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St. John's wort (Hypericum perforatum)

Synonyms/Common Names/Related Substances:

  • Adhyperforin, Amber touch-and-heal, amino acids, arnica of the nerves, balm-of-warrior's wound, balsana, bassant, Blutkraut (German), bossant, Calmigen®, corazoncillo (Spanish), dendlu, devil's scorge, Eisenblut (German), flor de São João (Portuguese), flavonoids, fuga daemonum, goatweed hartheu, heofarigo on, herba de millepertius, herba Hyperici, Herrgottsblut (German), Hexenkraut (German), hierba de San Juan (Spanish), hipericão (Portuguese), hipérico (Spanish), hipericon, HP, hyperforin, hypericin, Hypericum extract ZE 117, Hypericum perforatum L., isorhamnetin, Jarsin, Johanniskraut (German), Klamath weed, Liebeskraut (German), LI 160, LoHyp-57, lord God's wonder plant, melatonin, millepertius pelicao, naphthodianthrones, oligomeric procyanidines, perforate, phloroglucinols, pinillo de oro (Spanish), PM235, pseudohypericin, quercetin, rosin rose, rutin, Sedariston®, SJW, SJW extract LI 160, St. John's wort WS 5572, STW 3-VI, tenturotou, Teufelsflucht (German), touch and heal, Walpurgiskraut (German), witcher's herb, WS® 5570, WS 5572, WS 5573, xanthones, ZE117.

Clinical Bottom Line/Effectiveness

Brief Background:

  • Extracts of Hypericum perforatum L. (St. John's wort) have been used traditionally for a wide range of medical conditions (1;2). The most common modern-day application of St. John's wort is in the treatment of depressive disorders (3;4). Meta-analyses of heterogeneous studies conducted over the past two decades, as well as several subsequent randomized trials, have reported St. John's wort to be more effective than placebo and equally effective as tricyclic antidepressants and selective serotonin reuptake inhibitors (SSRIs) in the short-term management of mild-to-moderate depression (1-3 months). Overall, the evidence supporting the efficacy of St. John's wort in mild-to-moderate major depression remains compelling. However, the evidence for severe major depression and other depressive disorders (e.g., seasonal affective disorder) remains unclear.
  • While it is generally well tolerated in clinical use, there is accumulating evidence of significant drug interactions with St. John's wort, particularly when used with medications metabolized by the cytochrome P450 system (5;6). St. John's wort is not recommended for HIV/AIDS patients taking protease inhibitors or non-nucleoside reverse transcriptase inhibitors, patients receiving immunosuppressive therapy (particularly cyclosporine), and users of oral contraceptives, warfarin, or digoxin.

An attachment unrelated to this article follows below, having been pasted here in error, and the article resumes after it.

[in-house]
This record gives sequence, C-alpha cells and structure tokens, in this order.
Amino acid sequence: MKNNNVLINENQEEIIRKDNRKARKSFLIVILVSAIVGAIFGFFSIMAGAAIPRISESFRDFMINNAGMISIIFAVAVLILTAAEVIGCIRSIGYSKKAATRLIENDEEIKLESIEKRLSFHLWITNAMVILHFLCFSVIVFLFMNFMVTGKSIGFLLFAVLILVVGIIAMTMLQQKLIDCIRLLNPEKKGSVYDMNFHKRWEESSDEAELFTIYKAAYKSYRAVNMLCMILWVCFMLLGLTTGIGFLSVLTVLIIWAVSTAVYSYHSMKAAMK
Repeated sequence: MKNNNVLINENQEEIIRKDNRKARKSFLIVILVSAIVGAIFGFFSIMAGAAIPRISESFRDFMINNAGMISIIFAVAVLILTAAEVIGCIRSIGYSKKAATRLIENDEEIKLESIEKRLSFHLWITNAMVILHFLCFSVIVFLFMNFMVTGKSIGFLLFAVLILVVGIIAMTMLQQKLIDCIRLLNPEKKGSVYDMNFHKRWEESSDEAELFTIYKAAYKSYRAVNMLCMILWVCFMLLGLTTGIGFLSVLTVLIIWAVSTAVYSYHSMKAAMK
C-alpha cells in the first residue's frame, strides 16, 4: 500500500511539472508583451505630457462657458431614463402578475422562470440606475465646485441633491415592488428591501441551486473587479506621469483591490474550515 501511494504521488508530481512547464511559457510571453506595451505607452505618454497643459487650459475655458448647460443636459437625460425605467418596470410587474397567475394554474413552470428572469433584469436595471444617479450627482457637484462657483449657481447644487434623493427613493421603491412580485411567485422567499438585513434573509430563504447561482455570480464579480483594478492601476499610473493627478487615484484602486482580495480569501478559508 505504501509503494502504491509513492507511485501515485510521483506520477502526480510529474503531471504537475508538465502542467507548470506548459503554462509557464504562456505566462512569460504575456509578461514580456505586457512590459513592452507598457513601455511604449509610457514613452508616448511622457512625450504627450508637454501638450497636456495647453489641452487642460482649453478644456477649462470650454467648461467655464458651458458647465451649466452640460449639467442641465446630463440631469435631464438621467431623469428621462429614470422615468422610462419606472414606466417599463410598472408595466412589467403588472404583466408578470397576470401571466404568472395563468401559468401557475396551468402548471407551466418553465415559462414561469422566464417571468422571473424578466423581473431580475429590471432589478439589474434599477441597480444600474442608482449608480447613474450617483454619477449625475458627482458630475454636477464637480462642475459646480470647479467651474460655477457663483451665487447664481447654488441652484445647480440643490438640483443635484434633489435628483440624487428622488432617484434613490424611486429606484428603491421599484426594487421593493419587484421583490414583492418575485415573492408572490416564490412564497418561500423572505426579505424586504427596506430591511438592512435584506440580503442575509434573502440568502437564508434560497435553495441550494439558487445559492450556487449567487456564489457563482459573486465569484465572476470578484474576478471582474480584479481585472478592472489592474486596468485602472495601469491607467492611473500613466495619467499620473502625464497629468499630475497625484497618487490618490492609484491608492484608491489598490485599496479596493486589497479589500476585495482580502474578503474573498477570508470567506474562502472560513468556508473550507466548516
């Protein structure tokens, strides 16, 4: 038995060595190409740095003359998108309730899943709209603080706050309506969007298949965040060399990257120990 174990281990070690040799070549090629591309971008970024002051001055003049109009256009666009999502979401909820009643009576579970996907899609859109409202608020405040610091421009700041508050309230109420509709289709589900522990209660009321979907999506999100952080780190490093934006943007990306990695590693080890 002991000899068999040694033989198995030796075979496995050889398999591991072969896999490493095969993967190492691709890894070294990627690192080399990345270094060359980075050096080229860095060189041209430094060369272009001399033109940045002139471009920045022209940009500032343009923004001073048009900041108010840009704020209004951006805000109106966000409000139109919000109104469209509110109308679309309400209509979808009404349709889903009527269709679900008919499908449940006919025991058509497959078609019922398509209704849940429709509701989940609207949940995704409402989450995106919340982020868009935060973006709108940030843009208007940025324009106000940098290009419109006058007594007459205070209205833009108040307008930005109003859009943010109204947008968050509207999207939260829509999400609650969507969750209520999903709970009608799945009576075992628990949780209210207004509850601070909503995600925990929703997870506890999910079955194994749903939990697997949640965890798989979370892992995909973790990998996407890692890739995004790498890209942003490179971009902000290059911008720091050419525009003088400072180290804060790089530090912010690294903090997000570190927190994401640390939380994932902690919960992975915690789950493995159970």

• St. John's wort may cause nausea, fatigue, allergic reactions, impotence, and photosensitivity. St. John's wort may induce mania in individuals with an underlying mood disorder, and may result in serotonin syndrome if used alone or with other serotonergic agents.

Dosing/Toxicology

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Precautions/Contraindications

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Interactions

Most herbs and supplements have not been thoroughly tested for interactions with other herbs, supplements, drugs, or foods. The interactions listed below are based on reports in scientific publications, laboratory experiments, or traditional use. You should always read product labels. If you have a medical condition, or are taking other drugs, herbs, or supplements, you should speak with a qualified healthcare provider before starting a new therapy.

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Mechanism of Action

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History

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Evidence Table

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Evidence Discussion

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Products Studied

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Author Information

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References

Natural Standard developed the above evidence-based information based on a thorough systematic review of the available scientific articles. For comprehensive information about alternative and complementary therapies on the professional level, go to www.naturalstandard.com. Selected references are listed below.

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The information in this monograph is intended for informational purposes only, and is meant to help users better understand health concerns. Information is based on review of scientific research data, historical practice patterns, and clinical experience. This information should not be interpreted as specific medical advice. Users should consult with a qualified healthcare provider for specific questions regarding therapies, diagnosis and/or health conditions, prior to making therapeutic decisions.